Diarrhoea is a leading cause of death in children under five, especially in under-resourced communities. That’s why Dr Mani Chiliwe applied for a Discovery Foundation Rural Fellowship Award to find better ways to treat children with prolonged diarrhoea.
Growing up in Humansdorp in the Eastern Cape, Dr Mani Chiliwe, due to qualify as a paediatrician in 2020, vowed he would one day help his severely under-served community where child illnesses and premature mortality are ubiquitous.
“There were so few doctors where I came from. In fact, few professionals of any sort. Those that we saw were either teachers or, less often, doctors, but the few GPs I did see inspired me because they helped people so much,” Dr Chiliwe remembers.
He decided he also wanted to make such a difference. Matriculating from Lungiso High School in KwaNomzamo in Humansdorp, he enrolled to study medicine at Walter Sisulu University in Mthatha, qualifying in 2011.
After completing his internship and community service in the Port Elizabeth Hospital Complex, he settled in as a medical officer at Dora Nginza Hospital where he saw the full extent of child disease and death, much of it avoidable.
“I saw a lot of diarrhoea in HIV-positive kids, prolonged and complicated by dehydration and malnutrition. They tended to die more often than other children,” he says.
By the time he’d begun his four years of registration towards paediatrics, he was convinced that this set of presenting symptoms, with patients often presenting tragically late, cried out for further investigation.
That is when he applied for a Discovery Foundation Rural Fellowship Award. His study, which will hopefully help him and his fellow physicians tailor more appropriate treatment to various cohorts of child patients, is entitled:
“The outcomes of children less than five years of age, admitted to Dora Nginza Hospital with diarrhoeal disease; HIV-positive versus HIV-negative children.”
“Most of the kids admitted with HIV tend to also have TB or vice versa. It seems that many of the kids with HIV or TB have prolonged diarrhoea and end up staying in hospital for longer. Children who do not have HIV seem to stay for up to half the time. But we now need to prove that with data,” he adds.
The intention, through a retrospective comparative cohort review of in-patient folders of children in the two eight-bed gastro-intestinal wards over 12 months, will hopefully uncover the causes relating to prolonged hospital stays and enable Dr Chiliwe and his colleagues to reduce deaths and improve outcomes.
“There are compounding factors like malnutrition and other co-morbidities that lengthen hospital stays, so we’ll have to take those into account,” he adds.
He emphasises that while they treat many children with diarrhoea, very few actually require admission, the specific exceptions being those who are severely dehydrated.
Childhood diarrhoea in South Africa
Existing South Africa studies confirm prolonged in-hospital stays of HIV-infected children suffering from diarrhoea and complicated by dehydration and malnutrition. Alarmingly, global literature also links diarrhoea with an eleven-fold increase in mortality.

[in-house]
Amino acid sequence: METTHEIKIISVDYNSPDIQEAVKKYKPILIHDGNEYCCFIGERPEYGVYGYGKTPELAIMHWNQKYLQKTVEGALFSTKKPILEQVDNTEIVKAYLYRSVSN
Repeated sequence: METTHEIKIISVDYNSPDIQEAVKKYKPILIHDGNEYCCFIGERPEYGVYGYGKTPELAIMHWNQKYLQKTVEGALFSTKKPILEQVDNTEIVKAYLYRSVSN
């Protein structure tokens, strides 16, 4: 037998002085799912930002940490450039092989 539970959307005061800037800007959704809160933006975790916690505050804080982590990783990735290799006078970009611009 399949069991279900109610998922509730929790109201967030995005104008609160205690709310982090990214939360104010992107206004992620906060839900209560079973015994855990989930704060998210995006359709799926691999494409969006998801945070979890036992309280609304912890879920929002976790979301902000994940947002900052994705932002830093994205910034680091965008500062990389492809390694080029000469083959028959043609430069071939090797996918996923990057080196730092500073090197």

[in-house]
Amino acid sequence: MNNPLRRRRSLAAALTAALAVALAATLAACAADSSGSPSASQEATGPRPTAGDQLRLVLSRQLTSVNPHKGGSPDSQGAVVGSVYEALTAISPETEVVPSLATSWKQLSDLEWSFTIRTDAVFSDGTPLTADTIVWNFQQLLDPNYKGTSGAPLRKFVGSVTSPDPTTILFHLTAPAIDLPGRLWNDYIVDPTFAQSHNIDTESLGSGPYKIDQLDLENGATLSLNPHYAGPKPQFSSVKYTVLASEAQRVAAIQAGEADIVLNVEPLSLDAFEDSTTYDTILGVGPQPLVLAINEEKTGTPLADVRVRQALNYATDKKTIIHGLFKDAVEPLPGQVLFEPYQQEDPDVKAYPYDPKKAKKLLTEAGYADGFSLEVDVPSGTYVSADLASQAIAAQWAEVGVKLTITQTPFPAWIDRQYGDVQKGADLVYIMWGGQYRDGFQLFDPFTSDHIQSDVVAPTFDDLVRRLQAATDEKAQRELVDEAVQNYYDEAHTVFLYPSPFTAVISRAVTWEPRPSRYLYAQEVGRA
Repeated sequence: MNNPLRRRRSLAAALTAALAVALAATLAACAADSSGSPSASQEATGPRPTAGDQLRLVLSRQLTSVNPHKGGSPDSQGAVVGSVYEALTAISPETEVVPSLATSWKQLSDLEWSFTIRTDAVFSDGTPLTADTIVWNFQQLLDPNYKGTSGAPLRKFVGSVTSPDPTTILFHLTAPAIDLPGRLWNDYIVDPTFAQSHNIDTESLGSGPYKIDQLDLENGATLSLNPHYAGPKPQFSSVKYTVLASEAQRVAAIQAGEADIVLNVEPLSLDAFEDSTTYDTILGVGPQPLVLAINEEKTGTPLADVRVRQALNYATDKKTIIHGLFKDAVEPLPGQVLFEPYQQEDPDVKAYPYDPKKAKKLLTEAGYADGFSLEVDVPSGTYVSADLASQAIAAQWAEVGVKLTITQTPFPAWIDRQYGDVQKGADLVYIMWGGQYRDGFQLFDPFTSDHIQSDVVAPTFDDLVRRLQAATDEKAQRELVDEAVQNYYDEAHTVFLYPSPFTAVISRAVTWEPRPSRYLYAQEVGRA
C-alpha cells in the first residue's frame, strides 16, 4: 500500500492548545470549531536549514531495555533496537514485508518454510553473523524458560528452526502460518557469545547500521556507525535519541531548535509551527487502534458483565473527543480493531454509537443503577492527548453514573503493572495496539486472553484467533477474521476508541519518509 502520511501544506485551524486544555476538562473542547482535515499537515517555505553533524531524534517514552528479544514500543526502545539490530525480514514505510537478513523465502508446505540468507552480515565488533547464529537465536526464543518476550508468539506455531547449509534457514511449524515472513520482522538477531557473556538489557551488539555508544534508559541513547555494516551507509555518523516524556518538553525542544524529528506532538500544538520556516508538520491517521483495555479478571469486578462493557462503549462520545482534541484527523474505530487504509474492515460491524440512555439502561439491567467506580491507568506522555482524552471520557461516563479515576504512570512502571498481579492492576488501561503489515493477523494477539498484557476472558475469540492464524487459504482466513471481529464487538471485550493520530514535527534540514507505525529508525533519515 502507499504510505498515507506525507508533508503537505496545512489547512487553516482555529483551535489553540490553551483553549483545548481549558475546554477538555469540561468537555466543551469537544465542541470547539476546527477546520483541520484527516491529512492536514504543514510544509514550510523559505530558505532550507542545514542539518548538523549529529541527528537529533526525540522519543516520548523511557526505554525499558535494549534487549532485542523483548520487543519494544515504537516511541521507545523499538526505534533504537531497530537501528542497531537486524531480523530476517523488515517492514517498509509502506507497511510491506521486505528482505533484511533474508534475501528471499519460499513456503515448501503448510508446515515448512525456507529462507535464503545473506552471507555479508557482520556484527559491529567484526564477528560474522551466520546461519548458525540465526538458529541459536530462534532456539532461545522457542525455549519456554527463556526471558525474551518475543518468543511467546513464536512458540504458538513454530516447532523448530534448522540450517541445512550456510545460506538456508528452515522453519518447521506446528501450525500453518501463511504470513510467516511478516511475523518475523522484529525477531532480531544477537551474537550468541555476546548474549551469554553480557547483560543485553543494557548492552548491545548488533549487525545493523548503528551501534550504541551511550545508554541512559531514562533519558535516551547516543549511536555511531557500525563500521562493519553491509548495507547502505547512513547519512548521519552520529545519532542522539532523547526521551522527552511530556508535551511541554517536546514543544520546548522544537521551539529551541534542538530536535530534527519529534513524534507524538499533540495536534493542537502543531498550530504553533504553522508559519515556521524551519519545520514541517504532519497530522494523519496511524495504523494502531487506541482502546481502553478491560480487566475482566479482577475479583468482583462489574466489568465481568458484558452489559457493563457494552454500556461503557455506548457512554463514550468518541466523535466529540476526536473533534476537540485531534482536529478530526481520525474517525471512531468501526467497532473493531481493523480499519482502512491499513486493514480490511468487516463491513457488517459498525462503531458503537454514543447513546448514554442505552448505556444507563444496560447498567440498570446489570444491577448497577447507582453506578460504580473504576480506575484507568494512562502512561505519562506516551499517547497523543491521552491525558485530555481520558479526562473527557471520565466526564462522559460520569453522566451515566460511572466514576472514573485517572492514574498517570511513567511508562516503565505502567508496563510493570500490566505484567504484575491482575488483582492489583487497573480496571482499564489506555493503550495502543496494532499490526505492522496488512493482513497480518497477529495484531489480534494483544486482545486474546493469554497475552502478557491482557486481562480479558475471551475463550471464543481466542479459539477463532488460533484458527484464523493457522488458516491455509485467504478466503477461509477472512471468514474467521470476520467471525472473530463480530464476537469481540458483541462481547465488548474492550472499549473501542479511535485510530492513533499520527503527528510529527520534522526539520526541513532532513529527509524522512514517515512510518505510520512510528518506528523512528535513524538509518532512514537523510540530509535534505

Dr Chiliwe is married to Zikhone, a first-year medical officer at the same hospital, and they have a five-month-old son, Xhanti. He says between being on hospital call while specialising and domestic child-minding duties, he does not find much leisure time. However, he does manage to watch the occasional soccer or rugby match on television.
“I support the Kings and the Sharks, and Port Elizabeth’s Chippa United and Kaiser Chiefs in the Premier Soccer League. I’m also a former Manchester United fan,” he chuckles, alluding to the popular side’s mixed fortunes.
Most of the time, however, he works to fulfil his childhood ambition of making a difference in under-resourced communities.
Dealing with diarrhoea is vital
“Diarrhoea is a leading cause of death in children under five, especially in under-resourced communities, like most of the areas referring patients to Dora Nginza Hospital,” Dr Chiliwe emphasises. No data, however, exist to quantify the relation between diarrhoea and HIV infection in children seen at Dora Nginza Hospital.
The Discovery Foundation funding will make this specific knowledge possible through his research. He will detail demographic patient data, HIV status, length of hospital stays, mortality and contributing factors to diarrhoea, such as breastfeeding, co-morbid conditions, and nutrition and hydration status upon admission.
About the Discovery Foundation
Each year, the Discovery Foundation gives five different awards to outstanding individual and institutional awardees in the public healthcare sector.
The Discovery Foundation is an independent trust with a clear focus to strengthen the healthcare system by making sure that more people have access to specialised healthcare services.
Since 2006, the Discovery Foundation has invested more than R230 million in training and support for more than 400 medical specialists and institutions. The grants support academic research and clinical science, sub-specialist training, rural medicine as well as programmes to develop public healthcare resources. For 2019, Discovery Foundation awarded 42 grants to medical specialists working in South Africa’s healthcare sector to the value of R27 million.
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